A bad example (beware - some of these are still about):
Building Society C offers you a fixed rate of 5.5 percent for five years.
If you move your mortgage during the first seven years you will be charged a penalty equal to six months' payments.
During year 6 and 7 you will pay them according to their SVR which can be anything from 6-9 percent.
After the seventh year of your mortgage you are free to move.

Independent Financial Advisor???
Just like there is never a free lunch, I believe that there is no thing like an "Independent" financial advisor. Mortgage providers pay decent commissions to agents selling their products so no matter how hard one tries, it is difficult for an advisor to ignore them. You are welcome to visit a few who don't charge for initial consultations but my advise would be to do your home work yourself and make an informed decision.

For the best deal, you can make note of different mortgages and compare for each of them:

  • Rate for the duration of the deal
  • How long are you tied up for? In other words will you be penalty-free once the discount is over?
  • Initial fees: Valuation, Arrangement and all sorts of other charges
  • Option to repay the capital anytime without penalties.

I have attempted to create a simple calculator which might help you compare up to three different mortgage products. Just make sure not to enter anything in the greyed out boxes in the spreadsheet. These are used to make automatic calculations.

To save the spreadsheet, Right click here and choose "Save Target As..." (or something similar depending on your browser) and save it on your PC.

I hope you find it useful.

Endowment Policy:
The principle is that you pay the bank or building society a monthly amount. This contribution will grow over 25 years (typical duration of a mortgage) and will be enough to cover the capital you borrowed for you Interest-only mortgage. It also includes life cover which means that in the event of the mortgage-holder's death, they will pay off the capital.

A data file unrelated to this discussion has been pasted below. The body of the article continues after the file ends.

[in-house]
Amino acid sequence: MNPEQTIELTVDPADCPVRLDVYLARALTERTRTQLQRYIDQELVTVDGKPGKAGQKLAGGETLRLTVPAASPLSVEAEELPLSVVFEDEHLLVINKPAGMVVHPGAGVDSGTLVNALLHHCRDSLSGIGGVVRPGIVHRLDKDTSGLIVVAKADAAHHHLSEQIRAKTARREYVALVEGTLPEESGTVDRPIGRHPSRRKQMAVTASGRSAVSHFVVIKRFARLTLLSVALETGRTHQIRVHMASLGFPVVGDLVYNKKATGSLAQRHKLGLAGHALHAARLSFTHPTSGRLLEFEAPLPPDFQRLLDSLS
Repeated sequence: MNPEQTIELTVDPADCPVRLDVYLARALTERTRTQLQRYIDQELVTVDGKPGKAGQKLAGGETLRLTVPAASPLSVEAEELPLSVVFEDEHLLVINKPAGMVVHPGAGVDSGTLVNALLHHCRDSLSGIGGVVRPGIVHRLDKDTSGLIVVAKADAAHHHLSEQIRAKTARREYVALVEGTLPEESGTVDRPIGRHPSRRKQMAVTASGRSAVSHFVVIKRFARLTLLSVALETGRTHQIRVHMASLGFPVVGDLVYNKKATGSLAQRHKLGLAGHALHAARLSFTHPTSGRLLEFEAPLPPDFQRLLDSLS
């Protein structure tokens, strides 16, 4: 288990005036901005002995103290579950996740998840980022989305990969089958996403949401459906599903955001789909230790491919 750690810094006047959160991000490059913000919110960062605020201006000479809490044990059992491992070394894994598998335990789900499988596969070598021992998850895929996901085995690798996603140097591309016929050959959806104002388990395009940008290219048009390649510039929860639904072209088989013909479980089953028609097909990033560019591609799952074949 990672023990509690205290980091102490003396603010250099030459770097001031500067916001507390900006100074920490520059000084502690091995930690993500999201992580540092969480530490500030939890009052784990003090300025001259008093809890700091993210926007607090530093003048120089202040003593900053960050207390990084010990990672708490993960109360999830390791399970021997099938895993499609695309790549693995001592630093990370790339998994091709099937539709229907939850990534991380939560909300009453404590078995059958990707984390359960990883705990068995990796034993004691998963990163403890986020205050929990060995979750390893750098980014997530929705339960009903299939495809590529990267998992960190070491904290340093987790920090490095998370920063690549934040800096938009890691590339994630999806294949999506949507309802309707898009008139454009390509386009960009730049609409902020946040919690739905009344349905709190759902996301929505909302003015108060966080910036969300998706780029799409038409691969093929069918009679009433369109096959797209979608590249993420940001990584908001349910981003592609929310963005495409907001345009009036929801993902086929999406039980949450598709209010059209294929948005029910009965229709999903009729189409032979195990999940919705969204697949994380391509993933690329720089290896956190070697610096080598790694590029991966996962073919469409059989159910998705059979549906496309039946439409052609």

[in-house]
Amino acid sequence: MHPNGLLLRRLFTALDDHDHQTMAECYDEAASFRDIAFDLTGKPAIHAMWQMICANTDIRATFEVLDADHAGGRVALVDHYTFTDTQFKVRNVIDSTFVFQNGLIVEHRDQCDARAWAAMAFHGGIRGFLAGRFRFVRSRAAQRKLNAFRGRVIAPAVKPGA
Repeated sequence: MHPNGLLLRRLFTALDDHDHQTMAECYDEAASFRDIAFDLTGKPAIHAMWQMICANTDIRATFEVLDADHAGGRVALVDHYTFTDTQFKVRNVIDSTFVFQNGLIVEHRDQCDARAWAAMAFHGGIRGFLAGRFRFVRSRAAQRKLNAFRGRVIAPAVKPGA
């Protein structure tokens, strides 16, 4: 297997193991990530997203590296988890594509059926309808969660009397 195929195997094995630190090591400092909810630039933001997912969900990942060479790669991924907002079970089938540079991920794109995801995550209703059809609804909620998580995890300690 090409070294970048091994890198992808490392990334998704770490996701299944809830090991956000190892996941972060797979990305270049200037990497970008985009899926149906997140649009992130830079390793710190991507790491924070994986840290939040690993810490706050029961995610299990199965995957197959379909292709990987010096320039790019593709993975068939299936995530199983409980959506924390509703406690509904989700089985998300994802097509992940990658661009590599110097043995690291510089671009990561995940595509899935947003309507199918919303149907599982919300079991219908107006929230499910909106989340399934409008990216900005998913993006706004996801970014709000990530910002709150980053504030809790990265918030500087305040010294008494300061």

The bank assumes that your money will grow at, say 6 percent per year. However, if it grows at 5 percent, you will have to pay the difference at the end. Or if it grows at 7 percent, you can keep the rest after repaying the capital.

This point wasn't explained well enough to people who took out mortgages in late 1970's and 80's when interest rates were quite high. When their policies matured in the 1990's their contributions didn't grow as projected initially (probably at around 15 percent) and they had to fund the rest themselves. This created a huge scandal in the 1990's but what people forget is that despite being mis-sold, these people had contributed far less than they would have done for an equivalent policy taken out today. Well that's a different story altogether.

I know this is very confusing. I have gathered all this information from hands-on experience of buying and selling houses during the last 6 years so don't expect to grasp everything in one sitting.

Please email me if you have other questions or need any kind of clarifications.